Talking recently with some customers, we discussed the fallacy of always trying to solve a new problem with the same method that found the solution of the proceeding problem. Some might recall the adage, “If you only have a hammer, every problem looks like a nail.”
I am often asked to help comprehend complex performance problems our customers encounter. I don’t always have the right answer, and usually by the time the problem gets to me, a lot of good folks who are trained in solving problems have spent a lot of time trying to sort things out. I can generally be counted upon for a big-picture perspective, some non-product ideas and a few other names of folks to ask once I’ve proved to be of no help.
A recent problem appeared to have no clear solution. The problem was easy to repeat and thus demonstrable. Logs didn’t look out of the ordinary. Servers didn’t appear to be under load. Yet transactions that should be fast, say well under 10 seconds, were taking on the order of minutes. Some hands-on testing had determined that slowness decreased proportionally with the number of users attempting to do work (a single user executing a task took 30-60 seconds, two users at the same time took 1 to 90 seconds, three users took 2-3 minutes, etc.).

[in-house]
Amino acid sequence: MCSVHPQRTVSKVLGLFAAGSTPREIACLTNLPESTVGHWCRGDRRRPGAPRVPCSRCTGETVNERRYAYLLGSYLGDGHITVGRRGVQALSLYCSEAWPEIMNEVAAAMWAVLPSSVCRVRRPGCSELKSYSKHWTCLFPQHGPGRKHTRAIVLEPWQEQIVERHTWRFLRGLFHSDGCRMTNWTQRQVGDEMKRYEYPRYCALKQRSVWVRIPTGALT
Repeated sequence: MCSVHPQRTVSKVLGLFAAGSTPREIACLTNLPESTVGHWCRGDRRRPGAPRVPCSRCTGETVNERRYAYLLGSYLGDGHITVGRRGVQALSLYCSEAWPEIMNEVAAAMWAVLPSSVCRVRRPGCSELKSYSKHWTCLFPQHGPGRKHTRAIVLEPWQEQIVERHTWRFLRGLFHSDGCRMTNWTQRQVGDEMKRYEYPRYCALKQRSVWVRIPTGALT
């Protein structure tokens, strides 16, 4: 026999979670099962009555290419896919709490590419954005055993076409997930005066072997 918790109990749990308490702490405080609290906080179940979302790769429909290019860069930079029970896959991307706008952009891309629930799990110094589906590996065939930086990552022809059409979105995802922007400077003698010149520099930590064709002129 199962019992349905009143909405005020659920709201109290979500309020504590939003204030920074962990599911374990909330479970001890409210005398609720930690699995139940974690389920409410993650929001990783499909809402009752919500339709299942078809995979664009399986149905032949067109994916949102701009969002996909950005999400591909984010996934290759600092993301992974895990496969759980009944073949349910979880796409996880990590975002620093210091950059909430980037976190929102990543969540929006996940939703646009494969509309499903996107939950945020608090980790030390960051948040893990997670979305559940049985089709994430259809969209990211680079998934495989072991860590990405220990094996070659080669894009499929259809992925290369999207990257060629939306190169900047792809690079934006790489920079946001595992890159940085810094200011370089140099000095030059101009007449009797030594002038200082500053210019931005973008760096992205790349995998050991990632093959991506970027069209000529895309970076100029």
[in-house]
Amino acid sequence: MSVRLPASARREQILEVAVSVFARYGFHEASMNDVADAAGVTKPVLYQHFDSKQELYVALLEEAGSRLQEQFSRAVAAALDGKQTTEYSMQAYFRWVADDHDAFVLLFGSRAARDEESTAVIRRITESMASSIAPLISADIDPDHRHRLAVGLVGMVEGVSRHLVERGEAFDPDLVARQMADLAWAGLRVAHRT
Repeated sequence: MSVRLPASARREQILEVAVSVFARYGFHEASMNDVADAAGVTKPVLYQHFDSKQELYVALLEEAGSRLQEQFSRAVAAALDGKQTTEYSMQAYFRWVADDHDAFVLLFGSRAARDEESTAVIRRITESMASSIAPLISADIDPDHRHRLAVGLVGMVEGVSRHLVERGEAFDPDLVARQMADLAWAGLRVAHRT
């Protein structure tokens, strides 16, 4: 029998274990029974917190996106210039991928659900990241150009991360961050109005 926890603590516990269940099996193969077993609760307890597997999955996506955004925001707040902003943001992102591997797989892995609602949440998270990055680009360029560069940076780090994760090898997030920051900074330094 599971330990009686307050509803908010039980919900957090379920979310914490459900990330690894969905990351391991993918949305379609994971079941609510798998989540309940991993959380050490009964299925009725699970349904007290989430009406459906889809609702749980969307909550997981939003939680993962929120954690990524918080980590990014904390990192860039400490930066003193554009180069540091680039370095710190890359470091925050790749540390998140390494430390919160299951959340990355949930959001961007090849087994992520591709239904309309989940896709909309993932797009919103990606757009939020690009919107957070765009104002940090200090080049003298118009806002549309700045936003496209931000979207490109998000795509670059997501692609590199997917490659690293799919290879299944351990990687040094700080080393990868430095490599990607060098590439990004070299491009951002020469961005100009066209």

So I asked whether the environment used virtualized infrastructure, and if so, could we take a peek at the settings.
Yes, the environment was virtualized. No, they hadn’t looked into that yet. But yes, they would. It would take a day or too to reach the folks who could answer those questions and explain to them why we were asking.
But we never did get to ask them those questions. Their virtualization folks took a peek at the environment and discovered that the entire configuration of five servers was sharing the processing power customarily allocated to a single server. All five servers were sharing 4 GHz of processing power. They increased the resource pool to 60 GHz and the problem evaporated.
I can’t take credit for solving that one. It was simply a matter of time before someone else would have stepped back and asked the same questions. However, I did write it up for the deployment wiki. And I got to mention it here.